[0:40:31.3] WC: No. You wouldn’t have air travel, because you’ve got to have jet fuel. You wouldn’t have the ships, the automobile traffic. We didn’t have it. We couldn’t do it, and it gave us mobile liquid energy, but now there’s new technologies. Technology, generally, if you look for it, you’ll find it, just like we found a way to go over the moon. President Kennedy told us we’re going to get to the moon before the end of the decade of the 60s. We did, not because we knew how, but because we knew how to learn how to do it. We could do the same thing with our technology with climate change, but to do it we have to reform our institutions. People that work in coal fire power plants, I think we’re going to have to do other things with those coal fire power plants and those people have to do other things to be productive citizens.


[0:41:22.9] KM: Be retrained.


[0:41:23.5] WC: Well, they can be retrained. They can be reemployed in other ways. Nothing is going to happen overnight, but we need a plan to get there. We have to look beyond the quarterly earnings statements of major corporations even beyond Flag & Banner and really look at where the country is going. We have to put out a program.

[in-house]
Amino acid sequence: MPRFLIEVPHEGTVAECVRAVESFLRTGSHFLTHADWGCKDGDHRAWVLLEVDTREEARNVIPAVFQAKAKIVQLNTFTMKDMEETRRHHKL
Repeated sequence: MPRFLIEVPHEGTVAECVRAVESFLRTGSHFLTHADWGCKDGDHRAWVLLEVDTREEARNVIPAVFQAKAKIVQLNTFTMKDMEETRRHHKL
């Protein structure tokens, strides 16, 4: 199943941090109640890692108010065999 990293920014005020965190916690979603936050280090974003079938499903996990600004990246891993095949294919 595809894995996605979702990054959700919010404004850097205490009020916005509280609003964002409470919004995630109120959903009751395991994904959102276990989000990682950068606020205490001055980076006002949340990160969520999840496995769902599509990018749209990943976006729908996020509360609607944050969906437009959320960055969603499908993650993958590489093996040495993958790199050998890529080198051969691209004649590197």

One of the things that was really great that was done during the Bush administration was something called renewable fuel standard, and congress passed a law that said that every year the environmental protection agency would raise the volume of renewable fuel. They will be putting the nation’s fuel supply every year and through 15 years into the future, and every year they do that. Every year there’s a fight about it and the oil industry is one side. The ethanol industry is on the other, but the point is the law was out there, it set some targets and some benchmarks and we could do that all across the society. We don’t have to centrally plan it. We’re not communists. We’re not socialists. We’re free market people in this country, but give us some targets and let the market decide what people want and let the best entrepreneurs and the best innovators get us there.


What I see in the future is this great challenge of climate change that could be the transformative engine for world society.


[0:42:51.3] KM: Wow! Everybody I know that is a leader like you that makes a difference in the world is positive like that. They have really positive things to say like that. Is that why you started Wesley K. Clark & Associates, your international consulting firm, because everything you said for the last 45 minutes? Do you go around — I saw where you go into five continents. There’s only seven. I’m sure you’re not going in Antarctica. What’s the other continent you don’t go into?


[0:43:18.0] WC: I haven’t been much in South America, but I’ve done a little bit in South America.